The Little Things – How Rituals in Relationships Can Keep Happiness in Love

I feel like those old grannies who have nothing else to do all day except staring out the window. Or to feed their five cats. I don’t have five cats. Not even one. But a coffee with oat milk. And I’m not staring out the window either. I sit on my window sill, about six inches wide, and look out on the street. I probably have more to do too – but it is Corona and Corona, among other things, has ruined my sleeping pattern, so it is 6 in the morning, the sun is shining and the street is empty.

A short story

Except for the man with the green cap, who is driving in a circle for the fifth time and looking up. Yesterday he teased a long string that let a brown-haired woman hang from the balcony. The day before yesterday he got into the car with the brown-haired woman. She pulled up in a small red car, but instead of waiting for the door to open, she got out. Then the two hugged each other. Her brown hair disappeared under his green cap. Then, only then did they drive off.

Today the brown-haired woman stands on the balcony, crosses her arms on the railing and whistles down, while the man with the green cap is driving in a circle and beaming upwards. Why do I share a story where I look like a mix of crazy cat lady and thoroughbred stalker?

0.01% better every day

The potential for great things lies in the small rituals. “All big things come from small beginnings,” writes James Clear in his bestselling Atomic Habits. We only have to be 0.01% better every day. As if our habits were also interest-bearing. It is not the great one-off actions that are used to carve success and fulfillment and happiness and love. In his book, he talks about medalists and personal success. I’m thinking of a 0.01% rate of return while I’m sitting on the windowsill.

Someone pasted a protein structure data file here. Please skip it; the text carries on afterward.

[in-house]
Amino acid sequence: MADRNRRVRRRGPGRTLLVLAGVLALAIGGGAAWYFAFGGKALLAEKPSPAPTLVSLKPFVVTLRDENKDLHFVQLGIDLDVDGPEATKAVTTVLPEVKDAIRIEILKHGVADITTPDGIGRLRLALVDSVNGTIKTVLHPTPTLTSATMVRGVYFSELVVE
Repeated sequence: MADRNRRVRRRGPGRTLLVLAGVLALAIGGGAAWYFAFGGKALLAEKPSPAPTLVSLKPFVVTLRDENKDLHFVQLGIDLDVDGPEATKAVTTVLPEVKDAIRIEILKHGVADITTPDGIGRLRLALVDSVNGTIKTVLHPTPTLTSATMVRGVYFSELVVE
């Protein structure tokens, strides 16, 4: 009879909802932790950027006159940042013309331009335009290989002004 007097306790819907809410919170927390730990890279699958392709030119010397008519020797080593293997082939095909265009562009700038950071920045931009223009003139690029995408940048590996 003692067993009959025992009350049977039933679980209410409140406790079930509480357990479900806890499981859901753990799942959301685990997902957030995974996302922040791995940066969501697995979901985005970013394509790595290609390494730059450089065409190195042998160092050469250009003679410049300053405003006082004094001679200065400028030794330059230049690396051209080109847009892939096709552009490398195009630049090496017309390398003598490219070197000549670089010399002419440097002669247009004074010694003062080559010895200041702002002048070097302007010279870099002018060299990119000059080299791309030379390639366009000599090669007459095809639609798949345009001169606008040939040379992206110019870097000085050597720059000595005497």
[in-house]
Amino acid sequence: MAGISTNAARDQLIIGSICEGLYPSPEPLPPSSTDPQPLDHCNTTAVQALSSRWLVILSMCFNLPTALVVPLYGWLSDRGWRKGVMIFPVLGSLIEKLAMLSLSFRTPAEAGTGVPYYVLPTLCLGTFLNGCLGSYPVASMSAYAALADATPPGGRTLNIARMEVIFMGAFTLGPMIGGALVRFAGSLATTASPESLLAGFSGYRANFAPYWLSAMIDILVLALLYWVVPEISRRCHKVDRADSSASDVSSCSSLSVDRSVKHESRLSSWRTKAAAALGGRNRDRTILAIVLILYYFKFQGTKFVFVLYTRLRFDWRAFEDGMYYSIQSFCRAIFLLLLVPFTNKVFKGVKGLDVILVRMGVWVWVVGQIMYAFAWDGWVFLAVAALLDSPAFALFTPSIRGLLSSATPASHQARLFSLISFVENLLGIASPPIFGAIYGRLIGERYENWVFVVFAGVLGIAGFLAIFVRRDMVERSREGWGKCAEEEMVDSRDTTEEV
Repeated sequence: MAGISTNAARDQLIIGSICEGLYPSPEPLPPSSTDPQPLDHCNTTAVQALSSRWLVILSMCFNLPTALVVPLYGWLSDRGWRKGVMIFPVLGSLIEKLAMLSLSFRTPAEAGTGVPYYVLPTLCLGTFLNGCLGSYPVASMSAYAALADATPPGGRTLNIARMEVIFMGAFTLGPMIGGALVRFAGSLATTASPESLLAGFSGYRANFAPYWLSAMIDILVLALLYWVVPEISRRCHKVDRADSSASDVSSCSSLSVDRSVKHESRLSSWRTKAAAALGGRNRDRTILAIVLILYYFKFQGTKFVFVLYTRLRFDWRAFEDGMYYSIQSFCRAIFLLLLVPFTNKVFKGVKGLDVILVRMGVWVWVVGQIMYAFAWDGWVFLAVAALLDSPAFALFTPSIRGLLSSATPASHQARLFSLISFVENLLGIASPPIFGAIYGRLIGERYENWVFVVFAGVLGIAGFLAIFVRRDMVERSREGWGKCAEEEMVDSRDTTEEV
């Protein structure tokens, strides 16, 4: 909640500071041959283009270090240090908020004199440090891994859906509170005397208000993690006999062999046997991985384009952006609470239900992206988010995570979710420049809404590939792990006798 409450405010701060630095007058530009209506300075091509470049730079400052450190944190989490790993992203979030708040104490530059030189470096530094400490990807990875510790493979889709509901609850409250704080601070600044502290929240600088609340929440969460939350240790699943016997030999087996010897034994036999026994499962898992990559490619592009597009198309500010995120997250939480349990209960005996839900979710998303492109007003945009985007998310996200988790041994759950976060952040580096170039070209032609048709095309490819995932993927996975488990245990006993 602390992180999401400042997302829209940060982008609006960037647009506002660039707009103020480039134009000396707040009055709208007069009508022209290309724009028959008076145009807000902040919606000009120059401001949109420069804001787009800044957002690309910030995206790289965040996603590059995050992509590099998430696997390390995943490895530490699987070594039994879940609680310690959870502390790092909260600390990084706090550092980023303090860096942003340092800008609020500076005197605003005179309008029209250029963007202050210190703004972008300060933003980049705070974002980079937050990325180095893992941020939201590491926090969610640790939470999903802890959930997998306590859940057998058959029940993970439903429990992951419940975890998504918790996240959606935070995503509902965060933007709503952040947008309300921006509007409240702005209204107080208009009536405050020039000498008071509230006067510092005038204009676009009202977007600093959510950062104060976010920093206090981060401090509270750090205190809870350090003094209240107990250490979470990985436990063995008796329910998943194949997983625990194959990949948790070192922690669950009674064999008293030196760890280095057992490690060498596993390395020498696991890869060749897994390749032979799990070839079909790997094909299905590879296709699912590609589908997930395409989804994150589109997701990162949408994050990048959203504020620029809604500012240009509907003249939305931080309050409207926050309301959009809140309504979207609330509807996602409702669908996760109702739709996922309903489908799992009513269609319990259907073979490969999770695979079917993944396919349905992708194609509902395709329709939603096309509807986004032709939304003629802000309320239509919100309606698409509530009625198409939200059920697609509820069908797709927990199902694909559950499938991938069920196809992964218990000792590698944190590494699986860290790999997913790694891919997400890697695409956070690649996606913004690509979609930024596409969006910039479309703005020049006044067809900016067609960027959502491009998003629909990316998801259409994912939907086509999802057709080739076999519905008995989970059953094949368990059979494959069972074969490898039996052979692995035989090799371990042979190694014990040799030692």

At least I would put her brown hair and green hat in a wedding speech – but maybe they are already married anyway? Then just the speech on the 40th anniversary.

If small rituals for love are what investing in our wealth is, it makes sense why at some point we are emotionally impoverished and starved. Even if or especially when we fight a lot for a relationship. Big gestures are often expensive.

With the knowledge of these little things, it is no longer surprising when couples come to me and have not looked each other in the eyes for more than three seconds in years. Or when they notice in the meeting that the last coffee, where they talked about their goals and values ​​and not just about the daily schedule, was two summers ago. If the kiss of welcome is missing – and any form of obvious closeness anyway – how should intimacy and eroticism arise? We water a succulent plant ourselves once a week and not just once a year. What lives needs to be watered – and at regular intervals.

Where did it go, the beautiful?

When the couples remember this togetherness, I see a little longing. And amazement. Where did it go It was really nice.

Often these little things have simply been forgotten. Sometimes the priorities have shifted. Sometimes they buried the rituals with resentment and reproaches. Sometimes the pain is so great that we don’t believe that something small can make a difference. I would like to imagine that we don’t know better, so I am writing this article. Loving is easy. Or at least it could be.

Of course, rituals are not a promise of a happy, fulfilling relationship – but forgetting and ignoring these beautiful, short moments certainly doesn’t make it easier.

Especially – if we didn’t enjoy these little rituals, then we probably wouldn’t have done them in the good times? Rituals don’t have to be big either. Actually there is even a very delicate intimacy in their everyday life, as if people could immerse themselves in their own happy, in love universe for a second.

You just need attention and joy – and sometimes letting go of your own right. Perhaps we remember the glass of wine that we used to share each time we met again. The breakfast together. A real kiss of greeting instead of just a glance. A message before bed. A Morse code with hands. An embarrassing nickname. A look at a window before you face the world. A sip of coffee before I crawl under the covers again.